Ah, yes, I see. You're right. The feint is a really nasty maneuver in that it's declared "after the fact," and so you can decide to do it at the most opportune moment. Real viscious.

Quote
I think I'll follow your advice and leave things as they are for the moment (with the feint option - though that does appear to be a house rule as the rules are currently written!!!).


We'll throw that in TFOB (one of these days...). There's a lot of house rules, and I like some and not others. I support most rules that loosen things up, and the feint needed some relaxation, I think.

Jake
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Darren Hill
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« Reply #5 on: June 10, 2003, 11:56:16 AM »

Quote from: Spartan
Firstly, maneuvers can be combined as long as all the activation costs are paid... so you could use Cut and Toss simultaneously...  


I wasn't aware of this. Useful.

Quote
Say I use a "Bind and Strike" on my opponent ...However, if the GM rules that the "next exchange" is the immediately next one for my opponent, then he may lose dice off his incoming attack.  


I'll go with you on that and apply it to the incoming attack.
Thanks.
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Lance D. Allen
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« Reply #6 on: June 11, 2003, 07:27:35 PM »

I'll go with you on that and apply it to the incoming attack.
Thanks.

I also do it this way. The way I figure it, no one is at their best when caught off guard, or when a hat or sand is being thrown into their faces, and the effect is generally immediate.
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~Lance Allen
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Morfedel
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Posts: 345


« Reply #7 on: June 12, 2003, 07:14:10 AM »

Quote from: demiurgeastaroth
Quote from: Spartan
Firstly, maneuvers can be combined as long as all the activation costs are paid... so you could use Cut and Toss simultaneously...  


I wasn't aware of this. Useful.



Wait... so let me get this right... you can combine manuevers, in any combo?

So, for instance, could I cut and thrust in a single action, combining the maneuvers? I'm a  bit confused now....
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Lance D. Allen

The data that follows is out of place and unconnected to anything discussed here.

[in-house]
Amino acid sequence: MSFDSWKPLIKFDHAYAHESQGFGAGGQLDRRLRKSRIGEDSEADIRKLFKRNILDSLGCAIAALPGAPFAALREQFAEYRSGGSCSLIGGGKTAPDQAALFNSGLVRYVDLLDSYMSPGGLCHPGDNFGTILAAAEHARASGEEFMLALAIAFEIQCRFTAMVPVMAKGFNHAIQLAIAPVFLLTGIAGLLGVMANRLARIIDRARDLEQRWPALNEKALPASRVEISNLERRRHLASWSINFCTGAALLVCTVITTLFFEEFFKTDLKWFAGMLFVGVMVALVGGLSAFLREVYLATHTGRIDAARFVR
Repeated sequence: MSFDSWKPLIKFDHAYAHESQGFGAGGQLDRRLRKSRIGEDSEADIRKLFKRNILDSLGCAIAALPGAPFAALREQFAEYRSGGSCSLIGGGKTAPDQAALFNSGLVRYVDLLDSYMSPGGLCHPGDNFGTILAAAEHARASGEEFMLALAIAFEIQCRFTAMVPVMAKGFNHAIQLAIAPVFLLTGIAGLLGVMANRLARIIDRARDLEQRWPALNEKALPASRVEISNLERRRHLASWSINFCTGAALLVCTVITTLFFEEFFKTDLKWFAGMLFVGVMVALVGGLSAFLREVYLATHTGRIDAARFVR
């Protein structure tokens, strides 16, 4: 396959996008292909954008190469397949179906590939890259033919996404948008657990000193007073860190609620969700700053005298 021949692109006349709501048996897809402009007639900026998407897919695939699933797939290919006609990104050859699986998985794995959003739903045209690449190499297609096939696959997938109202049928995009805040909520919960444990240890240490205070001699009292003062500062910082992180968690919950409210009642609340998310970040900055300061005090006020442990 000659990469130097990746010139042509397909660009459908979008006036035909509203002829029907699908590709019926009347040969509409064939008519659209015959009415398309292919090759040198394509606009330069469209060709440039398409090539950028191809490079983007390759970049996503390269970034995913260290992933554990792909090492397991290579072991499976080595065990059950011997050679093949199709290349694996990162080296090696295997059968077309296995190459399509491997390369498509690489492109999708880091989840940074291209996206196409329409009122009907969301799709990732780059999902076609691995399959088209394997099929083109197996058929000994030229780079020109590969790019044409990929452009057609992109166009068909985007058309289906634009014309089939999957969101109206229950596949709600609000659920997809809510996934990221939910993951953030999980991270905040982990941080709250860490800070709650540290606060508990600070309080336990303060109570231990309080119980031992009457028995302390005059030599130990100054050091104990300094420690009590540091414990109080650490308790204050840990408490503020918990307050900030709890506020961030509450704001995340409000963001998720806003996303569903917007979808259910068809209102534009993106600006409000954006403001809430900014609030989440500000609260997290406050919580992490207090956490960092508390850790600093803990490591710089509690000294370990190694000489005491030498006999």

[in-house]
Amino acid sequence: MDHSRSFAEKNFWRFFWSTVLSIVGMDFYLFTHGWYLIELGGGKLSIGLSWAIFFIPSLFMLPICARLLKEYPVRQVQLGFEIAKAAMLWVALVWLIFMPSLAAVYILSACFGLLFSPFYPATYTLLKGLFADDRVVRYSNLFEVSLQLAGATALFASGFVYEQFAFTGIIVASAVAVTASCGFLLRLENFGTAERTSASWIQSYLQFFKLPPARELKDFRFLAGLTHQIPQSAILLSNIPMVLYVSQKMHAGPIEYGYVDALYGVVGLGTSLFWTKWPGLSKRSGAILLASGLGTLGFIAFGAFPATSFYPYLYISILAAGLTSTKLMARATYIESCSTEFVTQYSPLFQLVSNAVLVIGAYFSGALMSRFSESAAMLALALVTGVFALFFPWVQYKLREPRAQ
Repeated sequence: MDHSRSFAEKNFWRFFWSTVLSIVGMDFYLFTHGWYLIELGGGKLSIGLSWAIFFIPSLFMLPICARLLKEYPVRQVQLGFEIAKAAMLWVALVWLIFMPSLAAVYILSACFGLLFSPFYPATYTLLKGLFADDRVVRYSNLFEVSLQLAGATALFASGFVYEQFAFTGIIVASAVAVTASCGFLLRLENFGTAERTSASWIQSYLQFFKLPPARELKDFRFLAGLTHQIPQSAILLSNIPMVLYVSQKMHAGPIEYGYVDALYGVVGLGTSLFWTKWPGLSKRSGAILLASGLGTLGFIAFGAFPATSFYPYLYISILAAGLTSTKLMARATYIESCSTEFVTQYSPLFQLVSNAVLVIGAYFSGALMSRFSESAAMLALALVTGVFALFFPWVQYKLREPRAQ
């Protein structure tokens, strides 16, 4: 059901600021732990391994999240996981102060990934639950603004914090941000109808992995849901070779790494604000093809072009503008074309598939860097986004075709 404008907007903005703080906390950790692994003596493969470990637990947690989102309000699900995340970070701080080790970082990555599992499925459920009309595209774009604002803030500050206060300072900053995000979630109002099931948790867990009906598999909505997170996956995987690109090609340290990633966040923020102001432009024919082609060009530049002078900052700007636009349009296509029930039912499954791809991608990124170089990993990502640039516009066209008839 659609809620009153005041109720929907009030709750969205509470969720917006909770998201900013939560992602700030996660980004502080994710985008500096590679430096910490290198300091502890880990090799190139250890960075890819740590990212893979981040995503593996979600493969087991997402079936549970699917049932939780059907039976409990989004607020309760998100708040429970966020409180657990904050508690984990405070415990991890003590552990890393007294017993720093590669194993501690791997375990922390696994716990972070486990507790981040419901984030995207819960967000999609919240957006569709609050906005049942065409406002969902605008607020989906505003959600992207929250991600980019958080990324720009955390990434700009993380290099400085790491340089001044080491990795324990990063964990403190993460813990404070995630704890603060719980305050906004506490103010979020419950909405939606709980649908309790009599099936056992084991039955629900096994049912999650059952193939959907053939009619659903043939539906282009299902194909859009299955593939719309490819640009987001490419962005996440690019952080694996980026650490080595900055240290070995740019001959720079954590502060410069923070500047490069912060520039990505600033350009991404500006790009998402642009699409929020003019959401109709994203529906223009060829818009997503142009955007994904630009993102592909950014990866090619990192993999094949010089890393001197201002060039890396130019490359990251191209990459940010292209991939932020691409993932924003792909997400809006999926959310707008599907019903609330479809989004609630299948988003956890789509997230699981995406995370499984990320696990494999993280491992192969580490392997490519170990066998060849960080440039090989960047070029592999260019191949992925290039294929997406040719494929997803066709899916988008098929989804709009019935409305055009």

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« Reply #8 on: June 12, 2003, 07:36:00 AM »

If the limits of the weapon/proficiency allow it, sure. Such as a cut with a short sword, and a punch (thrust) with a fist. A single weapon cannot perform two entirely different actions at the same time, of course. If you are using a polearm, you cannot effectively attack and toss sand in an opponents face at the same time (though it could be argued that this could be done with a foot) because both hands are required to effectively use the weapon.

This is a common sense call in most cases, I would say.
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~Lance Allen
Wolves Den Publishing
Eternally Incipient Publisher of Mage Blade, ReCoil and Rats in the Walls
Morfedel
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Posts: 345


« Reply #9 on: June 12, 2003, 07:49:31 AM »

I see; so what is the mechanic of doing that, then, dividing your dice between the two manuevers? I'm remembering actions in the book that already combined two actions in one, which is why this confused me.
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Darren Hill
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Posts: 861


« Reply #10 on: June 12, 2003, 08:08:10 AM »

Having thought about this a bit, I'm very leery of allowing multiple attacks in a single exchange (except where the style already permits it). I prefer the "punch and strike" manoeuvre to be a "punch" in one exchange and a "strike" in the next, or vice-versa.
Multipe attacks in a phase look like they'll change the dynamics of combat a bit, especially when players (or villains) rack up large CP due to multiple SAs.

I could see allowing some moves to be done this way, but I think my default will be not to allow it.
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Jake Norwood
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« Reply #11 on: June 12, 2003, 09:36:53 AM »

The kind of maneuver combos that I envision are things like Feint + Beat, or double-strike + beat + thrust. Other than that I'm a member of the "divide it into two exchanges" school, much the way that "bind and strike" is handled.

Jake